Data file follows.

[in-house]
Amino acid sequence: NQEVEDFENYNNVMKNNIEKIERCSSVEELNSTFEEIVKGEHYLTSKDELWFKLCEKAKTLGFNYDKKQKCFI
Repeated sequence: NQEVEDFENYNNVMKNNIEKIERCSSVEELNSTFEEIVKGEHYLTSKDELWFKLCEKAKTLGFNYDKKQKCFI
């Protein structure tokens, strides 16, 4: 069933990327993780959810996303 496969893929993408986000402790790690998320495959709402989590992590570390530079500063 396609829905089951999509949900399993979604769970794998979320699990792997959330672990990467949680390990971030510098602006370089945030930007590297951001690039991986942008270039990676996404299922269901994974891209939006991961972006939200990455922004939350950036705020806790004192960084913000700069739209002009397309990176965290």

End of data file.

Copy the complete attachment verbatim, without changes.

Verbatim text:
[in-house]
Amino acid sequence: NQEVEDFENYNNVMKNNIEKIERCSSVEELNSTFEEIVKGEHYLTSKDELWFKLCEKAKTLGFNYDKKQKCFI
Repeated sequence: NQEVEDFENYNNVMKNNIEKIERCSSVEELNSTFEEIVKGEHYLTSKDELWFKLCEKAKTLGFNYDKKQKCFI
């Protein structure tokens, strides 16, 4: 069933990327993780959810996303 496969893929993408986000402790790690998320495959709402989590992590570390530079500063 396609829905089951999509949900399993979604769970794998979320699990792997959330672990990467949680390990971030510098602006370089945030930007590297951001690039991986942008270039990676996404299922269901994974891209939006991961972006939200990455922004939350950036705020806790004192960084913000700069739209002009397309990176965290």